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Time Keepers

Calendars are not only tools to measure time; they are also magnificent instruments to connect the cosmic time with the human time. They are doors that allow men to access the mystery of the cosmos and at the same time to correlate the activities of men with the rhythm of the Stars. [1]

Indigenous Peoples from the Americas have been tracking time since they arrived to Abya Yala.  Their solar calendars are the most exact calendars. [2] Their lunar calendars accurately determined ecosystem cycles and, since seven thousand years ago, agricultural cycles too. Their precise recordings of Venus as morning and evening star affirmed their ever-cyclic relationship with the cosmos above them and the underworld beneath.  

Cosmograms from Abya Yala tell us that cycles are conceived to come to completion where they began, thus reassuring emergency of an equivalent cycle at a next level.  Mayans handled this knowledge exquisitely: indeed, the future was recorded in the past.[3]  Because the past was known and visible, it was in the forefront of their understanding of time. In order to confront their future, the Mayans studied the past, because they felt “the future was written in the ancient recordings of the k’atun.” According to their cosmovision, the agents of change were celestial bodies, because it was in their cyclical re-emergence that knowledge-holders understood how changes of time correlated with changes of climate and other associated natural phenomena.  

To register and foretell history, the Mayans used the wheel of thirteen K’atuns, each one amounting to nearly twenty years. In this way, they felt they knew in advance what would happen once the K’atuns with the same name returned, and, with them, their associated influences. The Mayans strove to understand these cycles because they felt they could change negative to positive influence by correlating actions and measures that would be in accord with the attributes of the returning k’atun. For the Mayans, prophecy was a theory of history. Mayan leaders felt that they had to investigate the past in order to gain insight into the future. They felt prophecy was one way they could make history a resource for obtaining security in the future.[4]   

According to Mayan scholars, on 21 December 2012 a 13 Bak’tun cycle ended and, if we follow the cyclic logic, its completion is identical to its start, only that the start is in the next level of the spiral. The peoples from central Mexico called it the end of the Fifth Sun and the beginning of a New Dawn. Multiple ceremonies have been performed across the continent to celebrate the end of this “era”.  But what does it mean that a 13 Bak’tun has ended and a New Dawn has begun? Is the closing of 13 Bak’tun in an astronomical context, and what happened at its inauguration? What has happened during this Bak’tun?  What can we expect from this new time, based on the occurrences of the past?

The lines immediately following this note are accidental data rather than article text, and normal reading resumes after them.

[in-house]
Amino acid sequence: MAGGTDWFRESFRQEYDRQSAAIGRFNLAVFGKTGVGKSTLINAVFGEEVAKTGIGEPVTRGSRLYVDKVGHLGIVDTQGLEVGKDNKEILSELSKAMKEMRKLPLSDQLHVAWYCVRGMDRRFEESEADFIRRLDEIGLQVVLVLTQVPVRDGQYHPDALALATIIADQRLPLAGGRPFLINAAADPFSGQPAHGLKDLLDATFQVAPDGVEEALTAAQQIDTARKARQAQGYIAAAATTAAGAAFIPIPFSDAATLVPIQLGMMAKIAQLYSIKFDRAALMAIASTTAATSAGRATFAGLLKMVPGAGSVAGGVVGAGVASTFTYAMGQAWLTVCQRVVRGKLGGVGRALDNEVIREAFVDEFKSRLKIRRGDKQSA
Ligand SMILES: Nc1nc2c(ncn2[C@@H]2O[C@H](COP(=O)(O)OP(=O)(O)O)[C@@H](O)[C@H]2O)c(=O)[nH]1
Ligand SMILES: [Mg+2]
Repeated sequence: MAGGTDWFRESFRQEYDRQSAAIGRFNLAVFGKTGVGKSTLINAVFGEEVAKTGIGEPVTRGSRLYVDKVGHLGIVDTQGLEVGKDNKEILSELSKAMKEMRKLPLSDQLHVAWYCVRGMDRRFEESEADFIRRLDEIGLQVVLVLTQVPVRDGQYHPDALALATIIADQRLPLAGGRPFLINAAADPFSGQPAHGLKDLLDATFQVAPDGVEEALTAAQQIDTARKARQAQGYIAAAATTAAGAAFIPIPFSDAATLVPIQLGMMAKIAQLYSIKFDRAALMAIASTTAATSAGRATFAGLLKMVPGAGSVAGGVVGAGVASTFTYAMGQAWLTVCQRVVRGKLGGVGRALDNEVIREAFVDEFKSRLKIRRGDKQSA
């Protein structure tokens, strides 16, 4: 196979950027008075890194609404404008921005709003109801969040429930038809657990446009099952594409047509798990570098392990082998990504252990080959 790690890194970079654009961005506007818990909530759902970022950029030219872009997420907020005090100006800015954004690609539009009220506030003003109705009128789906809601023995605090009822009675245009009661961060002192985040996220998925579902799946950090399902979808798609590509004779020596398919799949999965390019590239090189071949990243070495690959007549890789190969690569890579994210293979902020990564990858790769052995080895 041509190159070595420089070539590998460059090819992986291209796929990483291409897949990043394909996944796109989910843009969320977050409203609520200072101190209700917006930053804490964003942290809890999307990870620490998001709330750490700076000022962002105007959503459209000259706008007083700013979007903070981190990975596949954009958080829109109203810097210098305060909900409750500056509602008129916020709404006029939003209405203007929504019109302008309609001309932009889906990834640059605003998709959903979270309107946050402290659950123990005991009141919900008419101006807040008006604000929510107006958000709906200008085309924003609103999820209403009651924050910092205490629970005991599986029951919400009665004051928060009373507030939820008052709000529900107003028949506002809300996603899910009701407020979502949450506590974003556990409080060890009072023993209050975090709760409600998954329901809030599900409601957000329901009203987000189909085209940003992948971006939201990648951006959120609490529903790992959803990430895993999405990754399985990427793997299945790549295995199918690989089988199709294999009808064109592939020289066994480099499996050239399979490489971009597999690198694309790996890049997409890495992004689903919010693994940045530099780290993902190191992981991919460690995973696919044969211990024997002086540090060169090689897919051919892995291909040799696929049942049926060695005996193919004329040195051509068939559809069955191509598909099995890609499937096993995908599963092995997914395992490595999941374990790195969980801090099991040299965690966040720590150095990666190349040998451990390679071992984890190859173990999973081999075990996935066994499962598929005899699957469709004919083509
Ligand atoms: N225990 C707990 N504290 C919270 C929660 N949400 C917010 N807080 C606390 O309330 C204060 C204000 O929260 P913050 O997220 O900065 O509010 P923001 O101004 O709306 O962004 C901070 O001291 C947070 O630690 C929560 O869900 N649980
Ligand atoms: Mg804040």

Because all of these questions are still relevant –as we have witnessed over the past few months in Mexico, Guatemala and beyond–, we need, more then ever to understand the ancestral conception of time or time-space, and the transcendence of this cosmovision for the realities that we are living today. 

1 Michela Craveri, Adivinación y pronósticos entre los mayas actuales

2 Mercedes de la Garza, El universo temporal en el pensamiento maya

3 Erik Velásquez García, El antiguo future del k’atun Historia y profecia en un espacio circular

4 Nikolai Grube, Augurios y pronósticos en los códices mayas 

Goal

Our goal is to bring together Indigenous Time Keepers to discuss the meaning of time as it relates to today and to the past. This program brings together community and academic leaders to discuss ways by which there can be more understanding about the post 2012 time that is upon us now.  

For more information you can contact the project Director, Jorge Garcia at mexicatl@unm.edu or for more information you can also visit XXXXXXXX.